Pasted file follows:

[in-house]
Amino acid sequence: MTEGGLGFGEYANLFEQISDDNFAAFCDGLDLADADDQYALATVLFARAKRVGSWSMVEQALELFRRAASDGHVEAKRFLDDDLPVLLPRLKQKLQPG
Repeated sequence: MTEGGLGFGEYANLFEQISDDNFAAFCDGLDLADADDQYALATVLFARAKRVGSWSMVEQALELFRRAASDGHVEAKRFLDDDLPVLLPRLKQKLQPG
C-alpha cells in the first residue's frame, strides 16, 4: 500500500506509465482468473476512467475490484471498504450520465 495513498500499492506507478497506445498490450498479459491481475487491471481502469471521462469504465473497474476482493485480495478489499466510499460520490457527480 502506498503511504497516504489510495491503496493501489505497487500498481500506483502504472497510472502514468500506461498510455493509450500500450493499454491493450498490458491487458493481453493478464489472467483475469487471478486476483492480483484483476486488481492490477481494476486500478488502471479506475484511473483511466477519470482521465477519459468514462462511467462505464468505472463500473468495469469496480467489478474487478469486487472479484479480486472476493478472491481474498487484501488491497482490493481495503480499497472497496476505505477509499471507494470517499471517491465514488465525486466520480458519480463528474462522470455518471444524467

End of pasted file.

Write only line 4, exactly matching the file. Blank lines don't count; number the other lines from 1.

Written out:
C-alpha cells in the first residue's frame, strides 16, 4: 500500500506509465482468473476512467475490484471498504450520465 495513498500499492506507478497506445498490450498479459491481475487491471481502469471521462469504465473497474476482493485480495478489499466510499460520490457527480 502506498503511504497516504489510495491503496493501489505497487500498481500506483502504472497510472502514468500506461498510455493509450500500450493499454491493450498490458491487458493481453493478464489472467483475469487471478486476483492480483484483476486488481492490477481494476486500478488502471479506475484511473483511466477519470482521465477519459468514462462511467462505464468505472463500473468495469469496480467489478474487478469486487472479484479480486472476493478472491481474498487484501488491497482490493481495503480499497472497496476505505477509499471507494470517499471517491465514488465525486466520480458519480463528474462522470455518471444524467